Tony Yengeni calls on Ramaphosa to step down
Cape Town – Following a scathing letter from former President Jacob Zuma addressed to his successor, Cyril Ramaphosa, in which he slated Ramaphosa for saying the ANC should be the “Accused No 1” as accusations of corruption mount, a senior member, Tony Yengeni, has reportedly asked the president to step down asked ahead of the party's national executive committee (NEC).
TimesLive reported that Yengeni has asked Ramaphosa to step down ahead of what is expected to be an explosive sitting of the NEC.
The call was reportedly made at a national working committee meeting on Friday ahead of the NEC meeting, sources said.
Aside from being unhappy with Ramaphosa’s letter, Yengeni said the president should lead by example and step down because he was accused of vote-buying at the Nasrec conference.
Ramaphosa penned a letter to ANC members at the weekend and spoke out against corruption.
In his letter, Ramaphosa said that corruption was one of the issues to be confronted head-on and that it had caused the greatest outrage and that there were private sector companies and individuals, including civil servants, who had exploited a grave medical, social and economic crisis to wrongfully enrich themselves.
Ramaphosa said this was an unforgivable betrayal for millions of South Africans who were being negatively affected by the impact of Covid-19, experiencing hunger daily, hopelessness and joblessness.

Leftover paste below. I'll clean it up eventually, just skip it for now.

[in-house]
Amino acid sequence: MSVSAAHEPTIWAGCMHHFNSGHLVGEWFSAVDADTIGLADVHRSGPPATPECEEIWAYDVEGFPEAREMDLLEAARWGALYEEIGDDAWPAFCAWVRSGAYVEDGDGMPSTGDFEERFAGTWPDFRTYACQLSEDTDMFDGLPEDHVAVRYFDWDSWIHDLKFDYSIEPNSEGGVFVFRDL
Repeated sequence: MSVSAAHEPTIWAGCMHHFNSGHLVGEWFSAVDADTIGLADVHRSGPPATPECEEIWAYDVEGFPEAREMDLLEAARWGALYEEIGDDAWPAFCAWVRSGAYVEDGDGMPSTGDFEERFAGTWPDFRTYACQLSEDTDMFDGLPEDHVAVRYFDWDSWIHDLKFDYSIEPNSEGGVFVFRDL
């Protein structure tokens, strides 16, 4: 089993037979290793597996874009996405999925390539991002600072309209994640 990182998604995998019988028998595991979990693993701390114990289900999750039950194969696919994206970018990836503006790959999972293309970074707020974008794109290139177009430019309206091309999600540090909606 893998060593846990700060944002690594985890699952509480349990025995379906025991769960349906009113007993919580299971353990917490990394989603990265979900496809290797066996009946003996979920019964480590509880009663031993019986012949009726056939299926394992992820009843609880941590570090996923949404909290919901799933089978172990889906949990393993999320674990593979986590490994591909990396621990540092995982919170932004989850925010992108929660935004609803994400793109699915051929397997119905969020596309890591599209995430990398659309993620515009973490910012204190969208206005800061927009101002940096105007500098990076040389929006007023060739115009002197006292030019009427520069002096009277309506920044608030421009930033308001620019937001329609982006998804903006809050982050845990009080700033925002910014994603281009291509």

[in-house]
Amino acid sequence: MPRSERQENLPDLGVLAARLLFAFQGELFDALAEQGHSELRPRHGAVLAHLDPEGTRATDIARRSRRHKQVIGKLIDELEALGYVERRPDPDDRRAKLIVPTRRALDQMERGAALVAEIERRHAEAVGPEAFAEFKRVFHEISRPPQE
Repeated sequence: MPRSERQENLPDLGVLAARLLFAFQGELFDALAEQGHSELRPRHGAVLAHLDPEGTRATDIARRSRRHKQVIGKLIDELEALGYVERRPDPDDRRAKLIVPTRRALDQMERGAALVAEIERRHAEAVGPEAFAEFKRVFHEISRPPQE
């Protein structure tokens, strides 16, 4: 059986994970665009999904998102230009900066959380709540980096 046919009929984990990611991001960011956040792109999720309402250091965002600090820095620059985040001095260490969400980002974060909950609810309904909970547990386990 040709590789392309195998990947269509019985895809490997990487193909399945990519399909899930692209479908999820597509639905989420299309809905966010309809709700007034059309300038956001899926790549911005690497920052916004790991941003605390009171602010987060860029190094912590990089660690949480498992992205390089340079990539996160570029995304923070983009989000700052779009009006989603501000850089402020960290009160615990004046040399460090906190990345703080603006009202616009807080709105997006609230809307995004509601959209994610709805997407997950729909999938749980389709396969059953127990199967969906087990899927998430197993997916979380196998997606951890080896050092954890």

On Friday, Zuma responded to Ramaphosa's letter with his own no-holds-barred letter in which he said Ramaphosa’s letter had betrayed a lack of understanding of how the leadership of the ANC should communicate with its structures.
Further rebuking Ramaphosa for his letter, Zuma said that it was “absolutely unjustified” of Ramaphosa to attribute to the entire ANC and its ordinary members, misconduct of a few individuals that had access to state power and its resources as well as ANC leadership positions.
He added that by stating that the ANC stood as “Accused No. 1” in respect of the charge of corruption, Ramaphosa implicated thousands of innocent members of the ANC who continued to face hunger and dehumanising poverty and had never benefited from corruption.
“You proceed to say the ANC should bury its head in shame. Mr President, this statement that you make is not helpful to the ANC, in my respectful view.
“For all intents and purposes, it can only serve to destroy the ANC, particularly if the head of the ANC pleads guilty on behalf of the ANC, and calls the ANC the accused Number 1.
“Your actions are unprecedented in this regard. Mr President you are indeed the first president of the ANC to stand in public and accuse the ANC of criminality and that the ANC must be the accused Number 1 as accusations of corruption mount,” Zuma said.